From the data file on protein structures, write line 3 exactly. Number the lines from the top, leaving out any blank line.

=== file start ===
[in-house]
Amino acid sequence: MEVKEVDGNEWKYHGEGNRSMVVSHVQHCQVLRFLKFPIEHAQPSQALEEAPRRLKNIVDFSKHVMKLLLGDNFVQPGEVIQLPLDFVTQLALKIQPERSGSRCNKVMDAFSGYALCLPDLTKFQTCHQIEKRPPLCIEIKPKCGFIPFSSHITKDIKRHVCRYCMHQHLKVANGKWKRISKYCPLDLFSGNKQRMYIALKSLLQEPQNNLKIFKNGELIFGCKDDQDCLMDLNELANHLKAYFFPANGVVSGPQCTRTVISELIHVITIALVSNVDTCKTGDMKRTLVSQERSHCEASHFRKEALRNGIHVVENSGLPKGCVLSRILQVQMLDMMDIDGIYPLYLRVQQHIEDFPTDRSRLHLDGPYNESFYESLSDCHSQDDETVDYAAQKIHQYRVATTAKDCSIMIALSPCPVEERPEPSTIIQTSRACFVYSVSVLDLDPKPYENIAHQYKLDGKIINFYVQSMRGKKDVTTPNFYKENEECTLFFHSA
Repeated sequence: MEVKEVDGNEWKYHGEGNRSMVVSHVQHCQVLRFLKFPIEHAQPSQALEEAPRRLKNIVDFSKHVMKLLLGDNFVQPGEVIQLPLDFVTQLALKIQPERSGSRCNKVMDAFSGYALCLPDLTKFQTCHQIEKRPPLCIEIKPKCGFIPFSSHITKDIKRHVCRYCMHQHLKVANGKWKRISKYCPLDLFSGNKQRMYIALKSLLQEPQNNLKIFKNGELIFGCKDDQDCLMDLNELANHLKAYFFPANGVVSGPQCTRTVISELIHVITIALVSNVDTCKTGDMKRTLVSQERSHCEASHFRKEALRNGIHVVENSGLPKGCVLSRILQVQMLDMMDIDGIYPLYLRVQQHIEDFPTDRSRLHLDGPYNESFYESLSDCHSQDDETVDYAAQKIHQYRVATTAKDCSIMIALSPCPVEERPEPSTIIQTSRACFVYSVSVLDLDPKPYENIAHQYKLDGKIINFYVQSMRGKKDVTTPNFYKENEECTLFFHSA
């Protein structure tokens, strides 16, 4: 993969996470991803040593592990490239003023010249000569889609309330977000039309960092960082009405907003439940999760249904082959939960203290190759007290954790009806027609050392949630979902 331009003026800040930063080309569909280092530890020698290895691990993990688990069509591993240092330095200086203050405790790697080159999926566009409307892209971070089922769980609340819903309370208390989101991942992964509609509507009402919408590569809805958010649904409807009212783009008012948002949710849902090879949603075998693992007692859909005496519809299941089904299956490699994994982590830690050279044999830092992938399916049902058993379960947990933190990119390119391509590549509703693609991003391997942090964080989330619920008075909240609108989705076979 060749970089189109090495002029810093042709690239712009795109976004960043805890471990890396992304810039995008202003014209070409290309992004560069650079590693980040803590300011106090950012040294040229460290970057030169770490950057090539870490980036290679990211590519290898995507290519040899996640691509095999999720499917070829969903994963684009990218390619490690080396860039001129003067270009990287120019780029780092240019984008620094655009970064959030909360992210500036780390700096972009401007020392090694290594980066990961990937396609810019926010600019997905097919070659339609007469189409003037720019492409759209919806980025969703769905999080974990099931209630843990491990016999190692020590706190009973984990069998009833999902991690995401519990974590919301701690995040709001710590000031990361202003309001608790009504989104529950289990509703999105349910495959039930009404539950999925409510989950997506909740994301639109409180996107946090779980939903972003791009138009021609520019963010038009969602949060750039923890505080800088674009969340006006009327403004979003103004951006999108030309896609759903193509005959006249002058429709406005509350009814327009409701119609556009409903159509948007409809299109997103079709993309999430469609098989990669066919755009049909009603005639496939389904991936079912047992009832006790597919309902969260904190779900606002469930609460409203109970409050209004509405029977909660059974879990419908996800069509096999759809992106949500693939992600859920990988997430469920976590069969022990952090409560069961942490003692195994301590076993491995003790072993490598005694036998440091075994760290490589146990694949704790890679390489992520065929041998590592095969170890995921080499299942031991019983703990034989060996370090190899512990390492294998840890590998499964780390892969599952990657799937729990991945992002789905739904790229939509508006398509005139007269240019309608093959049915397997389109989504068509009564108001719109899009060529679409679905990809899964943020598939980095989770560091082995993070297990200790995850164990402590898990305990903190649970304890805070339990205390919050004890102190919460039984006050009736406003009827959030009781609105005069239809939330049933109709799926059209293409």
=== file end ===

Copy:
Repeated sequence: MEVKEVDGNEWKYHGEGNRSMVVSHVQHCQVLRFLKFPIEHAQPSQALEEAPRRLKNIVDFSKHVMKLLLGDNFVQPGEVIQLPLDFVTQLALKIQPERSGSRCNKVMDAFSGYALCLPDLTKFQTCHQIEKRPPLCIEIKPKCGFIPFSSHITKDIKRHVCRYCMHQHLKVANGKWKRISKYCPLDLFSGNKQRMYIALKSLLQEPQNNLKIFKNGELIFGCKDDQDCLMDLNELANHLKAYFFPANGVVSGPQCTRTVISELIHVITIALVSNVDTCKTGDMKRTLVSQERSHCEASHFRKEALRNGIHVVENSGLPKGCVLSRILQVQMLDMMDIDGIYPLYLRVQQHIEDFPTDRSRLHLDGPYNESFYESLSDCHSQDDETVDYAAQKIHQYRVATTAKDCSIMIALSPCPVEERPEPSTIIQTSRACFVYSVSVLDLDPKPYENIAHQYKLDGKIINFYVQSMRGKKDVTTPNFYKENEECTLFFHSA